Thou Shell Of Death (1936) by Nicholas Blake

Well, things are pretty miserable over here in the UK, but at least this Christmas, we haven’t been invited to spend the holidays at a Golden Age Christmas party. That’s what Nigel Strangeways and an eclectic mix of individuals have been invited to, hosted by Fergus O’Brien. O’Brien, a famous pilot, has been receiving death threats, so decides that the best way of dealing with them is to invite all of the people who may have a reason to kill him to play charades and eat some turkey with him, along with an amateur detective who has solved one case so far in his life…

Needless to say, it’s not long before there’s a dead body. It seems to be suicide – it occurs in an isolated building with only one set of footprints leading to it. But Nigel knows better – murder has occurred, but can he bring the killer to justice?

First of all, if you want to read a far more intellectual review of this one, and its literary themes, then do read Kate’s review at Cross Examining Crime – it’s got references and everything! Me, I’m going to blether on about this one, but I’ll be honest, it’s a bit tricky.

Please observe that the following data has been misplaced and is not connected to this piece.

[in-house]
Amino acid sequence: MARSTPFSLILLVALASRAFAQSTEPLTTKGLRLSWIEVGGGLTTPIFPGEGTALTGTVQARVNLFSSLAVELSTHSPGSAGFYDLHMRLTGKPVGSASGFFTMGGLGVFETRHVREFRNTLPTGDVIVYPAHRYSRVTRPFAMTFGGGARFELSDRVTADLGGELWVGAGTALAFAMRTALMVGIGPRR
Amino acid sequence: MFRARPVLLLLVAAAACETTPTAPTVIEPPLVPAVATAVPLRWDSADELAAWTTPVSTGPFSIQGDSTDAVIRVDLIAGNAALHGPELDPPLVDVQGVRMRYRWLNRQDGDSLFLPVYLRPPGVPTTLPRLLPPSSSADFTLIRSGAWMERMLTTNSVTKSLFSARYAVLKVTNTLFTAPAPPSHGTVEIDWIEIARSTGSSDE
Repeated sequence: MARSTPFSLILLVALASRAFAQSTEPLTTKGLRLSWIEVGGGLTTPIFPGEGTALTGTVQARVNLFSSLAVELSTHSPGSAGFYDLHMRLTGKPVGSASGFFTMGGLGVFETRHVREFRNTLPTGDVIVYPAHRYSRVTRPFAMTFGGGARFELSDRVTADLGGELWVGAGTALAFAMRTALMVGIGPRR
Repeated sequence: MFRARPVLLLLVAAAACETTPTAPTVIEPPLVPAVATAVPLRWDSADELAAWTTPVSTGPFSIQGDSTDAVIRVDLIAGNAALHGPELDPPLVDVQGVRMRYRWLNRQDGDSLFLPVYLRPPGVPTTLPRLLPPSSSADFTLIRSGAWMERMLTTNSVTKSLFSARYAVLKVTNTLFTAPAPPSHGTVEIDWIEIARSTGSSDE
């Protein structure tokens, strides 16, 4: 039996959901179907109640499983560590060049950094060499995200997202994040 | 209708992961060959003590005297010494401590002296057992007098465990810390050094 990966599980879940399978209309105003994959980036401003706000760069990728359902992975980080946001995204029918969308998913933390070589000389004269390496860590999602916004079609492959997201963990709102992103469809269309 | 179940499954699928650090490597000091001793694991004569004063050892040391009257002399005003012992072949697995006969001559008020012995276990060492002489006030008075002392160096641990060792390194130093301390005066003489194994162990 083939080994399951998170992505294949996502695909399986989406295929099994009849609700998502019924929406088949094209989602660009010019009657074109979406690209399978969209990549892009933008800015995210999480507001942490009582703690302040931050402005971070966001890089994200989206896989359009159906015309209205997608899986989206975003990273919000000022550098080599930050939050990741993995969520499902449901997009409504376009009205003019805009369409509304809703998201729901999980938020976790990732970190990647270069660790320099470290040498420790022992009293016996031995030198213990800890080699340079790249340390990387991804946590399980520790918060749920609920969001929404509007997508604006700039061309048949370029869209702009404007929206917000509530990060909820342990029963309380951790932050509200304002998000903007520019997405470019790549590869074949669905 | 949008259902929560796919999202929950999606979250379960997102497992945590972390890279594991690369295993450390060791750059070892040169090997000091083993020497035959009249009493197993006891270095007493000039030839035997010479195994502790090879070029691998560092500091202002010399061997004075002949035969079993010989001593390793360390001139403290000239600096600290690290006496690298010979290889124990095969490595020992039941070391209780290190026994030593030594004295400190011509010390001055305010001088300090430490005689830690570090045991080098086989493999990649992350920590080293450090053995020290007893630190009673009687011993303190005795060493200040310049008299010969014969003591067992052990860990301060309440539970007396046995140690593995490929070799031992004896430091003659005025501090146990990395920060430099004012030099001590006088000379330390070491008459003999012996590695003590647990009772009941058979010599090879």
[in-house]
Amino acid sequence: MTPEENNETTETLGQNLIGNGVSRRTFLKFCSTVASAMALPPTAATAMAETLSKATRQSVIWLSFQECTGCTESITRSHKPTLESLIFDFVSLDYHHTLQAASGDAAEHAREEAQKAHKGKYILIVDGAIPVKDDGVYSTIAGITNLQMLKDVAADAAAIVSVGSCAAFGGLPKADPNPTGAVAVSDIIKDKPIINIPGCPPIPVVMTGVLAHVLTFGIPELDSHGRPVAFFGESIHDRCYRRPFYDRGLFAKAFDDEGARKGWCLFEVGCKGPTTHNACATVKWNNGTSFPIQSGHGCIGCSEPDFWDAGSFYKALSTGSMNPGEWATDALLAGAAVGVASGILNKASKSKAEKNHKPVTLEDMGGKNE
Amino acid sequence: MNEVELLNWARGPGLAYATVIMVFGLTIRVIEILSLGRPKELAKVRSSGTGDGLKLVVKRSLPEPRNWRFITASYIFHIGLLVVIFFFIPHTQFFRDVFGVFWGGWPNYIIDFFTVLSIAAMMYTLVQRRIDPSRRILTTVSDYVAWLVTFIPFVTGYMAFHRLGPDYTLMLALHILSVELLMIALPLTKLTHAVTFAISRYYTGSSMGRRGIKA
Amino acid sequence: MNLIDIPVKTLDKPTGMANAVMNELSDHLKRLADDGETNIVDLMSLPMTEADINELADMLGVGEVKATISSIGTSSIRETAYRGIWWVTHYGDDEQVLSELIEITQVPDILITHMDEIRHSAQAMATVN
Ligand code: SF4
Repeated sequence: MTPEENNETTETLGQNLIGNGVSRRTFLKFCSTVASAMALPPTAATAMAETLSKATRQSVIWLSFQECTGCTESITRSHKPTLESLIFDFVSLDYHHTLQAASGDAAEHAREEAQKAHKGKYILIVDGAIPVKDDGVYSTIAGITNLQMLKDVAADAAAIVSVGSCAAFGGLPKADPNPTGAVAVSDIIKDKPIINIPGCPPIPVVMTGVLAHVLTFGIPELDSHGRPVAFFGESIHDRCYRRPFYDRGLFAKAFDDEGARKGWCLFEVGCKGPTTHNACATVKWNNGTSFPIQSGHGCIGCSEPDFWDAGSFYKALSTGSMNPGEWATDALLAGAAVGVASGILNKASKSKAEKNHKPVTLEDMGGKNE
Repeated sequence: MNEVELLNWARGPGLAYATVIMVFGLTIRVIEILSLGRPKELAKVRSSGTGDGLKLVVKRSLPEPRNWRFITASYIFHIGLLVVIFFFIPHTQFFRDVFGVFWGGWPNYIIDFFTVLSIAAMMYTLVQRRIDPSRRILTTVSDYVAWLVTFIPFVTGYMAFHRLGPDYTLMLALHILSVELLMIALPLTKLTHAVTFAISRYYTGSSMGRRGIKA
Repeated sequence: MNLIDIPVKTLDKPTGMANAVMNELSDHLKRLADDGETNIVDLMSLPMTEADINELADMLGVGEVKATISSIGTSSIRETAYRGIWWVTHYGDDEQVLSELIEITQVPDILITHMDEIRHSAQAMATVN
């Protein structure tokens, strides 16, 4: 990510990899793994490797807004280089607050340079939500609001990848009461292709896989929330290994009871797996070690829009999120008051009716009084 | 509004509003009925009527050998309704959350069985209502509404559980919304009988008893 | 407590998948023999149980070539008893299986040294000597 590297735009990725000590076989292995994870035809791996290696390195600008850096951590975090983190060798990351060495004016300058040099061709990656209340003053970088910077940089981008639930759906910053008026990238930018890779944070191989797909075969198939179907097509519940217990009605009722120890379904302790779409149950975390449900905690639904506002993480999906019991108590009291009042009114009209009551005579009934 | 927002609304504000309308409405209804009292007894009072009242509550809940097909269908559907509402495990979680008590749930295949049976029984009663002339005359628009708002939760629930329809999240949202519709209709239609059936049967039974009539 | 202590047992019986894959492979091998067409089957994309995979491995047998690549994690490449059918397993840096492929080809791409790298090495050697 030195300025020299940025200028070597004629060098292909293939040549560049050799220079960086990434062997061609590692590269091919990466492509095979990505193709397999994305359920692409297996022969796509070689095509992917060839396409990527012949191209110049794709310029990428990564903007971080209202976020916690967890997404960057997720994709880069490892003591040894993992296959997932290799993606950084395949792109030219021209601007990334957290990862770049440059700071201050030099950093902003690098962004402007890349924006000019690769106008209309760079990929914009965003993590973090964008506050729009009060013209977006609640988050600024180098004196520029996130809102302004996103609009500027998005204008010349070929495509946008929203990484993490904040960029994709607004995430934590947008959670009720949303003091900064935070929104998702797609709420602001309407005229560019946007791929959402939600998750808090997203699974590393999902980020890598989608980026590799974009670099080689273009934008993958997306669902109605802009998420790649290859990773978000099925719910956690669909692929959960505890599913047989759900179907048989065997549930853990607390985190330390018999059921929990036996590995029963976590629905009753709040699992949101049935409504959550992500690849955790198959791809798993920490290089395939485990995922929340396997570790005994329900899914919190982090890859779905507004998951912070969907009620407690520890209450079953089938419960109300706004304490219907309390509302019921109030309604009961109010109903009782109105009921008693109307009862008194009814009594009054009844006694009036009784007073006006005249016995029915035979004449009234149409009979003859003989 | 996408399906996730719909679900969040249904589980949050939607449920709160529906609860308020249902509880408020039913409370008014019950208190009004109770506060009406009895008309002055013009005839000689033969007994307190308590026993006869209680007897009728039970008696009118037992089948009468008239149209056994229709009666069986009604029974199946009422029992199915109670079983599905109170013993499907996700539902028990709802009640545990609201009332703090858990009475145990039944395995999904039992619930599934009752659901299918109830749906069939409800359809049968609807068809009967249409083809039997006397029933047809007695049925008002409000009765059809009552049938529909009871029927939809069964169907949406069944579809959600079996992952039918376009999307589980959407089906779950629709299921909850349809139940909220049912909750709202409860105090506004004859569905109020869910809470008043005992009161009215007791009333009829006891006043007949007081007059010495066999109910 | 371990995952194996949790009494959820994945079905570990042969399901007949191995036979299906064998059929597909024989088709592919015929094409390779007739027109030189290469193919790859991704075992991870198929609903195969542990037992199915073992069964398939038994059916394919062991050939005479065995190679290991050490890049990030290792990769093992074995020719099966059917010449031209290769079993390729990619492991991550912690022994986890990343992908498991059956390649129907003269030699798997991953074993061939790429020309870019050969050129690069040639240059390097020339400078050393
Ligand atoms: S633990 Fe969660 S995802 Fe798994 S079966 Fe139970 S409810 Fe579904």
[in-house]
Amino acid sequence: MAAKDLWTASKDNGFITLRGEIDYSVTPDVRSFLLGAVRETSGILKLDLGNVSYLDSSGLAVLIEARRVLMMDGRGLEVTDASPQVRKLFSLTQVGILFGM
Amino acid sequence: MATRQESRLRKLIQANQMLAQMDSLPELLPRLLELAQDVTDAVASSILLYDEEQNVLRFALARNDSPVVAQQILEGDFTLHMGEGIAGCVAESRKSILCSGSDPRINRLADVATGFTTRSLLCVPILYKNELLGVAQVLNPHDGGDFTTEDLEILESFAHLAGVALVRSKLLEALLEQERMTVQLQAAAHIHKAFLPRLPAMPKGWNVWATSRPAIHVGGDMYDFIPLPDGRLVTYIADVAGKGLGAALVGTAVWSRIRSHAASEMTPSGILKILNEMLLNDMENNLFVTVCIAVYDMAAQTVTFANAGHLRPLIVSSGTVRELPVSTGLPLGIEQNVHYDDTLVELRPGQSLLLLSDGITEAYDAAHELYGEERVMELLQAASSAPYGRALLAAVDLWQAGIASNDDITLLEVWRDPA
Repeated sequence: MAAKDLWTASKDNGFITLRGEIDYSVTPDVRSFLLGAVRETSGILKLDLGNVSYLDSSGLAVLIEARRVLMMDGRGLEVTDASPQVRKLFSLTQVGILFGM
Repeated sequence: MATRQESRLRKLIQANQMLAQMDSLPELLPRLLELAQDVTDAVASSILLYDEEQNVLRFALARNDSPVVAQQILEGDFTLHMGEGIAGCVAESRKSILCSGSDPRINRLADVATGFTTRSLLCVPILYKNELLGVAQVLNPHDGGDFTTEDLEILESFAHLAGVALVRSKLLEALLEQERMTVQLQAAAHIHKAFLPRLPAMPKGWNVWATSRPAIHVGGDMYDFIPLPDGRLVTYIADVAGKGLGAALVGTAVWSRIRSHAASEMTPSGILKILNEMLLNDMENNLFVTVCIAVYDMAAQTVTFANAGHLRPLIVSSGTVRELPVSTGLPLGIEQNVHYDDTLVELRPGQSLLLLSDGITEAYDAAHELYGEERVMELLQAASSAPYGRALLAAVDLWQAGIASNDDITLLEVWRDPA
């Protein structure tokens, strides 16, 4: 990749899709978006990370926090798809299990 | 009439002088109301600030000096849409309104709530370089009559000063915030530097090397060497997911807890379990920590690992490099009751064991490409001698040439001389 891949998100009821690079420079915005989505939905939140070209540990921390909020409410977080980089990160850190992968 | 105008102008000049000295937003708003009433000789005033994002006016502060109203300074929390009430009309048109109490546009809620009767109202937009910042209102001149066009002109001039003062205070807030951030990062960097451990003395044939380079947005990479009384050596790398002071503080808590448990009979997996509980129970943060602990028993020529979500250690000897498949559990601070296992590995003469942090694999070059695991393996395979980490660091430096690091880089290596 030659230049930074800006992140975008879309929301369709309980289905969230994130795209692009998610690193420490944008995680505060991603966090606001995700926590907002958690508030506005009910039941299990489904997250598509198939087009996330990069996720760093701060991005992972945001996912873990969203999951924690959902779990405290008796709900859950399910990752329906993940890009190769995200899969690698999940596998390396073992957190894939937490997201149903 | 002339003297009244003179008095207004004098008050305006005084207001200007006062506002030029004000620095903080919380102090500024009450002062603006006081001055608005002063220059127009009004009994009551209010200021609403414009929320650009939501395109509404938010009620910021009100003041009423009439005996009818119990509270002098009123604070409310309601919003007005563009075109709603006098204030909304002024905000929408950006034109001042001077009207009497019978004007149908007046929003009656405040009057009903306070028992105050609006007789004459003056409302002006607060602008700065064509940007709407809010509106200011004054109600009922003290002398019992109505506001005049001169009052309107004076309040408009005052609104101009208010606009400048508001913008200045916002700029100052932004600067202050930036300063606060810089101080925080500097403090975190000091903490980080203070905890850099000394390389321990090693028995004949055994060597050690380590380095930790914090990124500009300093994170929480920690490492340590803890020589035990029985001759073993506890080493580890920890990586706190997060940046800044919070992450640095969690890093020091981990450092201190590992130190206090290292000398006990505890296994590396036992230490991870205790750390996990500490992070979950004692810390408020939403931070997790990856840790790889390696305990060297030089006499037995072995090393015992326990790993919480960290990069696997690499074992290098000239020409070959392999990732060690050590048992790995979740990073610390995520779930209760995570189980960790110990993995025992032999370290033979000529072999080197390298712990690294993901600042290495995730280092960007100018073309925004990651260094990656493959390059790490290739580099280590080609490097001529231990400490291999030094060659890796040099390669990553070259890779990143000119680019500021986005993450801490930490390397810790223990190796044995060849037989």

First of all, let me go on record as saying that when I read it, I really enjoyed it. It’s not very Christmassy, Nigel cold have handled the denouement in a way that would have had far less drastic consequences (although a certain character doesn’t seem to mind when she really, really should), but there’s a clever idea at the heart of it, and as I said, I really enjoyed reading it.

But then I thought about it more, with the help of the book group I’ve recently joined, the more I realised that the shenanigans going on here don’t make a lick of sense.

That’s hardly a unique criticism for a Golden Age title, and I think the core idea here is clever. But Blake fumbles other aspects of the plot. Too many of the suspects aren’t viable, narrowing down the reader’s suspicions too much and the plot does rely on something of an exposition dump towards the end. But as I said, overall, I found it to be an enjoyable read. Just don’t think about the logistics too hard afterwards…

The Nicholas Blake mysteries, should you want to try them, have all been re-released by Agora Books.

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